• Jake Van Parys

The Legend of Goro's, Part 2: Jake's Personal Pieces and their Sentimentality



Whether its genuine craftsmanship, spiritual value, or character beyond measure, we find ourselves searching for fashion that represents something deeper. Goro's is one of few brands that achieves all three qualities. In our 'Legend of Goro's' Series, longtime enthusiast Jake Van Parys brings us into the world of legendary Harajuku brand, from its history to its approach to fashion and more. Today we take an intimate look into the Jake's own personal Goro's collection, enjoy.



Piece #1: Silver Chain with Eagle Head + Medicine Wheel, Turquoise XL Feather, Silver XL Talon Feather


This piece is my go-to as it is the current iteration of the very first piece of Goro’s jewelry I owned. The chain, purchased on my first visit, houses my very first feather. I then added a large turquoise feather, talon feather, and a small feather for balance. Each piece of the ensemble represents a different trip and its own story. The eagle proves to be the most sentimental, as conversation was struck about my 2 eagle tattoos done in a traditional Japanese style by the artist Mutsuo from Three Tides in Osaka, Japan. I began to explain to the staff that the eagle was my spirit animal given to me by my B-Boy crew and like Goro, the eagle was something I earned. This opened up a new relationship between the staff members and I.


These pieces also represent a spiritual connection I share with this couple from Canada who were veterans of Goro’s. They helped me on my first trip and a year and half later, I ran into them again in Japan without any planning. It was a serendipitous moment. When we queued up together again, we received the number 2. That meant we were going to be the second group in. It was a surreal experience. After that trip, I left with a large talon feather that is only supposed to go to one client a day. It is precious memories like these that makes the Goro’s experience greater than just a transaction.




Piece #2: Leather Necklace with 2x XL Silver + Gold Feathers


This piece is my second Goro’s necklace and utilizes a leather strap, instead of a chain. This style typically places beads to compliment and anchor the feathers in place. This allows the owner to wear over a dozen feathers at once, making this style great for displaying one’s extensive collection.




Piece #3: Deerskin Leather Medicine Pouch with Goro’s Concho


The history of Goro revolves around his journey as a leatherworker prior to learning how to make jewelry. Although Goro’s is mostly known for its iconic jewelry, it is the leather products that are of the highest quality. Goods ranging from belts, bags, and wallets are crafted at the highest level with lifelong longevity. The leather products, similar to the jewelry, can “evolve” with more pieces being added or modified after each in-person visit.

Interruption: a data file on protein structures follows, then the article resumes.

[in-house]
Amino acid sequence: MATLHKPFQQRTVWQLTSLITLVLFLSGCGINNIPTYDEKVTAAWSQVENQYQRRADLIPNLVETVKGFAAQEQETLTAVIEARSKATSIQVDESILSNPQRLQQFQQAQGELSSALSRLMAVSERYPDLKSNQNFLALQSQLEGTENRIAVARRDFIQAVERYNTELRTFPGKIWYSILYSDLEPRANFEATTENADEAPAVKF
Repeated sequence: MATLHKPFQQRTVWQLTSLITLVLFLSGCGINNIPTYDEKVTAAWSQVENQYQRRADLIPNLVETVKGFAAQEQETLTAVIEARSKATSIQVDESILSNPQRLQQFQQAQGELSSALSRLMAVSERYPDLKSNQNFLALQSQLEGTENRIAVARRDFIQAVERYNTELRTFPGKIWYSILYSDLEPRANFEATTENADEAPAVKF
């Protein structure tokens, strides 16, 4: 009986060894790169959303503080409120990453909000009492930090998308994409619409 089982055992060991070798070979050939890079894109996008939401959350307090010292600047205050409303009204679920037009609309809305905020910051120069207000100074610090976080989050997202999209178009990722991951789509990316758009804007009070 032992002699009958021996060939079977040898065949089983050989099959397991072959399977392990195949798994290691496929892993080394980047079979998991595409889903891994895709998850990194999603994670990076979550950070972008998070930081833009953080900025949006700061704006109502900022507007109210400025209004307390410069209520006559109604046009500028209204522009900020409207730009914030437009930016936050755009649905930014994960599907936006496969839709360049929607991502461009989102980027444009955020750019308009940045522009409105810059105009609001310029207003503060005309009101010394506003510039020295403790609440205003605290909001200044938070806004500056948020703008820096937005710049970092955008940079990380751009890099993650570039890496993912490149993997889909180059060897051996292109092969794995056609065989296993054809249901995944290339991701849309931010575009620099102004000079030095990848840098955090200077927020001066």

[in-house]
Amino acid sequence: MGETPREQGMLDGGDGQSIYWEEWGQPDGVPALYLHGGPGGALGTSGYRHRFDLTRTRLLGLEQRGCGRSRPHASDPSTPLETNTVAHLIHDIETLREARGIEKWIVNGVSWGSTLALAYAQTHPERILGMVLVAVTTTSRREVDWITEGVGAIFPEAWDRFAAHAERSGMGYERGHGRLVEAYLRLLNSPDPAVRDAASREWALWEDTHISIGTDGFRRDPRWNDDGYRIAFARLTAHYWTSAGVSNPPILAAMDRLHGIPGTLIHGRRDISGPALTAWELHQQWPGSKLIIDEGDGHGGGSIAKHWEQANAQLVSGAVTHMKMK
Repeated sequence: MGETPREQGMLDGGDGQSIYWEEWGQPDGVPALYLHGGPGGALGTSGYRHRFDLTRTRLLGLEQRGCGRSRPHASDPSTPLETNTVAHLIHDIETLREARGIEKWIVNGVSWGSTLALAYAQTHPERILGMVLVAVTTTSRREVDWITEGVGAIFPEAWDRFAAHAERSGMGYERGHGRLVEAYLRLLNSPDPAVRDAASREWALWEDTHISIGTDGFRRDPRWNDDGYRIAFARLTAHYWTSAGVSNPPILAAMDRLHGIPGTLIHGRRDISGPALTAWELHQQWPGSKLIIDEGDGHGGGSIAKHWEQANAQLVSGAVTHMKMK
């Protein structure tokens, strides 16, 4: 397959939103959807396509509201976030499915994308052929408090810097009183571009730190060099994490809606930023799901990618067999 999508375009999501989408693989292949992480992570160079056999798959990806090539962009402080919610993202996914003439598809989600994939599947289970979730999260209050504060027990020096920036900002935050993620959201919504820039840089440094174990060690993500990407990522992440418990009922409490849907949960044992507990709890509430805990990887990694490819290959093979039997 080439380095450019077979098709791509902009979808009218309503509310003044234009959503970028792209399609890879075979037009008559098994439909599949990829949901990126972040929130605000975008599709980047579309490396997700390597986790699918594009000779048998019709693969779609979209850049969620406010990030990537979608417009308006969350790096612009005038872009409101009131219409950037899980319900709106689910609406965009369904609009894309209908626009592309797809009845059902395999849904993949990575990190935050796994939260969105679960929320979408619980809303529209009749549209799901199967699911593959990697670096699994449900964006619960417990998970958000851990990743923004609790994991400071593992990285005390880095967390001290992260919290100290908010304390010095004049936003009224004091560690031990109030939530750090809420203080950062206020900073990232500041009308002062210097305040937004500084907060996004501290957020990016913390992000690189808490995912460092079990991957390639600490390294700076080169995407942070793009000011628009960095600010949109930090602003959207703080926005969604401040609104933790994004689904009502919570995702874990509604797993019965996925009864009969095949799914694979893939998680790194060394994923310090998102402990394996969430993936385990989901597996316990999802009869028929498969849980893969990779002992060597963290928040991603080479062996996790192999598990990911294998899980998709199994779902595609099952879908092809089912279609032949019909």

After wearing the bag for roughly 2 years, I returned to Japan in 2019 to present my bag for modification. Another strap was added on the bag, allowing for a new method to style it. I was also allowed to add a concho to adorn the new strap.




Piece #4: White Deerskin Medicine Pouch


This piece is extremely sentimental to me because it was purchased for my dear girlfriend during our first trip to Goro’s in 2019. The pouches come in many variations and feature a buffalo nickel concho closure.




Piece #5: Small Silver Chain with XL Turquoise Feather


This piece was also a gift to my girlfriend during our trip in 2019. She was able to obtain the chain and feather on her first visit. She opted for a smaller chain with a single turquoise feather because she only wears it during special occasions, allowing for it to maintain its original shimmer.





Click here to read Part 1 of The Legend of Goro's Series.


Written by: Jake Van Parys


Jake Van Parys is a 33 year old fashion designer, bboy, and pharmacist, currently residing in Philadelphia, Pennsylvania. He is the founder and curator of Graveyard.jp, a project which explores the rich cultural conversation between Japan and America by carefully curating vintage and designer pieces. His latest project is Brass Tacks, a clothing brand re-examining Americana through one of a kind upcycled garments.


 

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